Proov for Cycle Tracking
Written by: Dr. Amy Beckley, PhD, Founder and Inventor of the Proov test — the first and only FDA-cleared test to confirm successful ovulation at home.
Written on 8/29/19
Updated on 9/3/21
Now, Proov can help you track your cycle all month long — keep reading to learn how!
We track our cycles for many different reasons — some of us are trying to conceive, others are navigating the perimenopausal transition, and some of us track to better understand how our hormones are affecting our daily lives.
For a long time, tracking the first half of our cycle was relatively easy as there are several methods for predicting when ovulation will occur (LH test, cervical mucus monitoring, BBT tracking, etc.). However, after that, the end of our cycle until the start of our period was a bit of a black box.
But now, Proov can help you track your cycle all month long — keep reading to learn how!
But first, a quick cycle review!
Are you familiar with the parts of your cycle? Let’s quickly recap — we could for sure use a refresher.
Your cycle begins on the first day of your period. The first phase of your cycle is called the follicular phase, which lasts from the beginning of your period all the way until ovulation.
During the follicular phase, your body and ovaries are preparing for ovulation. Follicle stimulating hormone (FSH) increases to help your ovaries grow mature follicles and eggs, while estrogen put out by the growing follicles starts thickening the uterine lining in preparation for implantation and pregnancy.
When your body is prepared to ovulate, it will send a surge of luteinizing hormone (LH) to your ovaries which triggers the mature follicle to rupture and release an egg. Ovulation will occur about 12-36 hours after an LH surge, which marks the end of your follicular phase.
Then the second half of your cycle, the luteal phase, begins. During this phase, the empty follicle from which the egg was released (now called the corpus luteum) starts producing progesterone.
After ovulation, progesterone takes about 7 days to rise to an optimal level. It then should remain elevated for four more days in order to allow for the best possible chance at conception. This is because progesterone supports implantation and pregnancy by making sure the already thick uterine lining is “sticky” enough to allow for the best possible chance at conception.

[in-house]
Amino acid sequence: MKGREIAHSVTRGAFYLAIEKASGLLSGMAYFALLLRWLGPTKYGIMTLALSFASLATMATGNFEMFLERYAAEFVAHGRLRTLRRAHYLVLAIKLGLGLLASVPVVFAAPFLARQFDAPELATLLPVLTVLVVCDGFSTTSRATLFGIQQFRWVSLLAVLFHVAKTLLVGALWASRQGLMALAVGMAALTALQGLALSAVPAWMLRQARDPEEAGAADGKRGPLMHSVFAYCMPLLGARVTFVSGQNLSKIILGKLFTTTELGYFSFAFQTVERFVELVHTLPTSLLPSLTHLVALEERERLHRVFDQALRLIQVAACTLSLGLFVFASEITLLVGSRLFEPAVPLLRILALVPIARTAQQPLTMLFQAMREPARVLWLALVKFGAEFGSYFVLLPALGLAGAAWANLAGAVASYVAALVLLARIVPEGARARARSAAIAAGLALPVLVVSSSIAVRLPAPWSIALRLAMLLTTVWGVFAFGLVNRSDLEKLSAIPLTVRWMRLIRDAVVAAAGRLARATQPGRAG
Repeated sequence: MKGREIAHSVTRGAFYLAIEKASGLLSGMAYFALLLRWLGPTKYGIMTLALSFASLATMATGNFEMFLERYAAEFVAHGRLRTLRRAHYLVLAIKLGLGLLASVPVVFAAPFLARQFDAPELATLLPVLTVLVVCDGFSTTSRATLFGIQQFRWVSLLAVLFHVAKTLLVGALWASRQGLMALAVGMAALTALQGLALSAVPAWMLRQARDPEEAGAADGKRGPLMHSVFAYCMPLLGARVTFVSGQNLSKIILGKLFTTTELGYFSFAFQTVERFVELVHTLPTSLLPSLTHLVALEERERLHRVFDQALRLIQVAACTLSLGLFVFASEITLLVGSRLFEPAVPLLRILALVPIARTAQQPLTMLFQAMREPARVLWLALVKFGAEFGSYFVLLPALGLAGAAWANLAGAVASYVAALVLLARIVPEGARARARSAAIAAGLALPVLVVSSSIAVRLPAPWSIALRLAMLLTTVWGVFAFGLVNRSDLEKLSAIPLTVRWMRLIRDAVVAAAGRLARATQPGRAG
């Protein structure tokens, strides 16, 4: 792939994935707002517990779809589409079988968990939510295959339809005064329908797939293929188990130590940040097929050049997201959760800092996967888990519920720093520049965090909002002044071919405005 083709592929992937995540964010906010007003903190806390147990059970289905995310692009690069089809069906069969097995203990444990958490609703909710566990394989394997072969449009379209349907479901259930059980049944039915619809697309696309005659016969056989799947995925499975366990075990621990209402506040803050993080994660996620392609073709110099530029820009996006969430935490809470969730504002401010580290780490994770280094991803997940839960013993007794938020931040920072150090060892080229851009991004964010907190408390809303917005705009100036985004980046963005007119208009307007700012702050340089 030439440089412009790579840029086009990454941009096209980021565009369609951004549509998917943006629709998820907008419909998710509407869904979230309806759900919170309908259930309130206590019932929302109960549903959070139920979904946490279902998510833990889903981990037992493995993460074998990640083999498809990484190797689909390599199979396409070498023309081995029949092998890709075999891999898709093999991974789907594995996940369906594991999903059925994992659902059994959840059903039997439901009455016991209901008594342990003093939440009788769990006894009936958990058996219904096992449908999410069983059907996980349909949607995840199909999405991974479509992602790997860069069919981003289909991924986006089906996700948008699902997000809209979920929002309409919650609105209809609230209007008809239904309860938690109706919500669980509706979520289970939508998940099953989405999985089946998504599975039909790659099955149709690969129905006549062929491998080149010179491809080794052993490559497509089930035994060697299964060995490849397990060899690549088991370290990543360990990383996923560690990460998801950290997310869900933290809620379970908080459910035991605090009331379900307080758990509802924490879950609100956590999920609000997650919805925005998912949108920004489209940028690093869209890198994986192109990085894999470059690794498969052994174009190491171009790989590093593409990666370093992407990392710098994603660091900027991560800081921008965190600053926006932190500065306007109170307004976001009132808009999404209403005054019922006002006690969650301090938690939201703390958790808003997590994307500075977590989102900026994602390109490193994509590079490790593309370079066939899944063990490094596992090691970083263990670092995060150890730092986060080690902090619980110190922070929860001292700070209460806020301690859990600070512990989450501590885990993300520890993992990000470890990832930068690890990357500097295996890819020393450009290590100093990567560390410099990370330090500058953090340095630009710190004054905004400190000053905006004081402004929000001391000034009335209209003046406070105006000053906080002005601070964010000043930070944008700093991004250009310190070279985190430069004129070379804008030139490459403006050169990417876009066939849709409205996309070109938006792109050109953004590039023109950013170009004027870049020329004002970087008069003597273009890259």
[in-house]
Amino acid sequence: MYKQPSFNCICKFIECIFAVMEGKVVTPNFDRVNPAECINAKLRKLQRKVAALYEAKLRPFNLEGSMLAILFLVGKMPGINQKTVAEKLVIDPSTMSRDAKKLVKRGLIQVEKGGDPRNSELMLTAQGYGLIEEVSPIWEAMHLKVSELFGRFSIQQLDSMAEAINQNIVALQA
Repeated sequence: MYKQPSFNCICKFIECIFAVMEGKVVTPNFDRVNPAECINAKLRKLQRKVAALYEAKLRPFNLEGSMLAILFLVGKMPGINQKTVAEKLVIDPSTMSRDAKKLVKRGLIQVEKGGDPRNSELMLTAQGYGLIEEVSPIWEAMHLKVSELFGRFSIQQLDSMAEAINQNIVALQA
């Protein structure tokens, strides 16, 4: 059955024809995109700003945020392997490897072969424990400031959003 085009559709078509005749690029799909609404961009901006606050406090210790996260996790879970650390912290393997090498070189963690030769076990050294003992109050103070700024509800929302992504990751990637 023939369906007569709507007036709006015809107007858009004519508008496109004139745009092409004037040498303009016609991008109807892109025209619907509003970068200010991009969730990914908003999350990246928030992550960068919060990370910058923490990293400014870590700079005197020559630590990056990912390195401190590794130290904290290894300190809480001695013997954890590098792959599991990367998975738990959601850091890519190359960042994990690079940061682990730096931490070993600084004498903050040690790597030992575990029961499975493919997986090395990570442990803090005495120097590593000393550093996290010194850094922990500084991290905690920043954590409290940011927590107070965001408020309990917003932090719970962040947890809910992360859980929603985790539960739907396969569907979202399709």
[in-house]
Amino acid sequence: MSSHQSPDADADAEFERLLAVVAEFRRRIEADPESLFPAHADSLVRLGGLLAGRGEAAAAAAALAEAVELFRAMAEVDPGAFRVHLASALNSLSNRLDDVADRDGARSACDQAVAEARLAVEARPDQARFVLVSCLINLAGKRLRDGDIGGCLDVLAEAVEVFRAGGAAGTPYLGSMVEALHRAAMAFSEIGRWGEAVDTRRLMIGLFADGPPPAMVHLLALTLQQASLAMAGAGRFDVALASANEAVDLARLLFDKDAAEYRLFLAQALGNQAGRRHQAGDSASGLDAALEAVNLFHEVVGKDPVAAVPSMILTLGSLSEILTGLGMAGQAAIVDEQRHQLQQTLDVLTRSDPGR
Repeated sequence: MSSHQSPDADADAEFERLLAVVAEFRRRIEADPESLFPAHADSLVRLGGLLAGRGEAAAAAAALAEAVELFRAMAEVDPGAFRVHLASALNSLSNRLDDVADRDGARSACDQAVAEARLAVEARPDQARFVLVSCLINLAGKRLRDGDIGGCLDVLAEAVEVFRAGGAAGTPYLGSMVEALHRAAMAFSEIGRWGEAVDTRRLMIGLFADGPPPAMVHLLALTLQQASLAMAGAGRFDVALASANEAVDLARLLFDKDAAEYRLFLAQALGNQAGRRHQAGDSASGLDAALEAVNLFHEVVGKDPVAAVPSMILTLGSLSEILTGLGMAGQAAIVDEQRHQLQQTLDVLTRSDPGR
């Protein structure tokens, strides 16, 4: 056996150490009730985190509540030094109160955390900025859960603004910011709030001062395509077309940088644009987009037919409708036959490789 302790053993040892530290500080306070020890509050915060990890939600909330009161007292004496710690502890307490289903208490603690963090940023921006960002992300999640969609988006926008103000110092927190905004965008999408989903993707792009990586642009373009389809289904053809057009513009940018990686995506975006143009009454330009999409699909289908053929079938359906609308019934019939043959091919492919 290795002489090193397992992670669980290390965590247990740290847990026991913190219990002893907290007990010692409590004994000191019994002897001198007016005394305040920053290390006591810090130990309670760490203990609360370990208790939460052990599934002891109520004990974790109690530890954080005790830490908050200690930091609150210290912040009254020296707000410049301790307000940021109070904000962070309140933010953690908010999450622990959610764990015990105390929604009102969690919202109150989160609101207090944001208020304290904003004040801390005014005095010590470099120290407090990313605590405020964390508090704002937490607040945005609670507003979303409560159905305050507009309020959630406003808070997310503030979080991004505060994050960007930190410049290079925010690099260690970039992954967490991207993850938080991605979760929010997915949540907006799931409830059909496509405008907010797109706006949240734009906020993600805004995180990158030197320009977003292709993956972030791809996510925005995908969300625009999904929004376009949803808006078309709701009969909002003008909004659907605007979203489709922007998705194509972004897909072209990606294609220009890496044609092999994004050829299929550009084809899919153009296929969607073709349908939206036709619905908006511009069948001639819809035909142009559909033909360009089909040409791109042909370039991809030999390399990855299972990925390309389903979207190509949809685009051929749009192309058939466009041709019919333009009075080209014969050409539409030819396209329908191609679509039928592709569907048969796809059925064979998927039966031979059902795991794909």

If you conceive, progesterone should remain elevated through early pregnancy until the placenta is developed enough to take over progesterone production. If you do not conceive, progesterone levels will drop, signaling to your body that it’s time to shed your uterine lining, and your period and a new cycle will begin.
Why is cycle tracking important?
We believe that cycle tracking is critical for any woman, regardless of her age, life stage, or goals. Of course, if you are trying to conceive, understanding when you ovulate and if it was successful helps give you the best possible chance at conception.
But that’s not all! The American College of Obstetricians and Gynecologists (ACOG) actually considers your cycle to be the fifth vital sign. This means that the health of your cycle gives insight into your overall health as the other vital signs, like body temperature, pulse, and blood pressure, just to name a few.
In fact, the ACOG recommends that young girls be educated on what to expect from their cycle (i.e. what’s considered healthy and normal) so they can identify changes that may impact their overall health. Tracking your cycle to better understand what’s normal for you can help you identify and treat any potential issues early on.
For example, irregular cycles can be a sign of polycystic ovarian syndrome (PCOS), while amenorrhea (or the absence of a period) can be a sign of a greater hormonal imbalance, an abnormal body weight, or high stress levels. Ensuring your cycles are regular and your hormones are at optimal levels can help you live a happier and healthier life.
Ensuring your cycles are regular and your hormones are at optimal levels can help you live a happier and healthier life.
How can Proov help me track my cycle?
Together with the Proov Insight app (available on iPhone and Android), our Proov tests allow for all-cycle tracking to help you better understand your cycle and ovulation. Our app has been calibrated to provide quantitative results for all Proov tests, along with all-month digital tracking, help interpreting your data, and tips to support your goals.